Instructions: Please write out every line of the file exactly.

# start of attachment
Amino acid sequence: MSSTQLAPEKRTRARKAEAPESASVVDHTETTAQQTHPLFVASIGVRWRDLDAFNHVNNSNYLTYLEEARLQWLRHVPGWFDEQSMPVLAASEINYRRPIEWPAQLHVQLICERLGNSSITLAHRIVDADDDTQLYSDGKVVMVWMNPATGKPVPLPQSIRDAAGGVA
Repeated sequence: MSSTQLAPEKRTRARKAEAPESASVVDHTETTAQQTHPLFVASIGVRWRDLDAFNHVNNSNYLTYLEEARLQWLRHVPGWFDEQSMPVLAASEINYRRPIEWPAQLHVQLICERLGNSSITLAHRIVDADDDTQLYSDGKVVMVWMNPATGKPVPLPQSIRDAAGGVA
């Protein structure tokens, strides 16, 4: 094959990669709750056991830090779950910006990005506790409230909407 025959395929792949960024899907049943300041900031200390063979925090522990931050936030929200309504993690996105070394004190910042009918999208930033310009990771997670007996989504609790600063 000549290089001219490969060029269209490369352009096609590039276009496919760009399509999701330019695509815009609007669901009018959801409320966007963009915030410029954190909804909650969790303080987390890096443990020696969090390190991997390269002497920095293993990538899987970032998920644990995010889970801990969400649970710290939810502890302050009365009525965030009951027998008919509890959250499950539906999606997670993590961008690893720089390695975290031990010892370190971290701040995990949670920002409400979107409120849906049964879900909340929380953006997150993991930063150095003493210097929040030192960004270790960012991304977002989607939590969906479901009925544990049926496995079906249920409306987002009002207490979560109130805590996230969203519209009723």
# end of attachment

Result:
Amino acid sequence: MSSTQLAPEKRTRARKAEAPESASVVDHTETTAQQTHPLFVASIGVRWRDLDAFNHVNNSNYLTYLEEARLQWLRHVPGWFDEQSMPVLAASEINYRRPIEWPAQLHVQLICERLGNSSITLAHRIVDADDDTQLYSDGKVVMVWMNPATGKPVPLPQSIRDAAGGVA
Repeated sequence: MSSTQLAPEKRTRARKAEAPESASVVDHTETTAQQTHPLFVASIGVRWRDLDAFNHVNNSNYLTYLEEARLQWLRHVPGWFDEQSMPVLAASEINYRRPIEWPAQLHVQLICERLGNSSITLAHRIVDADDDTQLYSDGKVVMVWMNPATGKPVPLPQSIRDAAGGVA
């Protein structure tokens, strides 16, 4: 094959990669709750056991830090779950910006990005506790409230909407 025959395929792949960024899907049943300041900031200390063979925090522990931050936030929200309504993690996105070394004190910042009918999208930033310009990771997670007996989504609790600063 000549290089001219490969060029269209490369352009096609590039276009496919760009399509999701330019695509815009609007669901009018959801409320966007963009915030410029954190909804909650969790303080987390890096443990020696969090390190991997390269002497920095293993990538899987970032998920644990995010889970801990969400649970710290939810502890302050009365009525965030009951027998008919509890959250499950539906999606997670993590961008690893720089390695975290031990010892370190971290701040995990949670920002409400979107409120849906049964879900909340929380953006997150993991930063150095003493210097929040030192960004270790960012991304977002989607939590969906479901009925544990049926496995079906249920409306987002009002207490979560109130805590996230969203519209009723």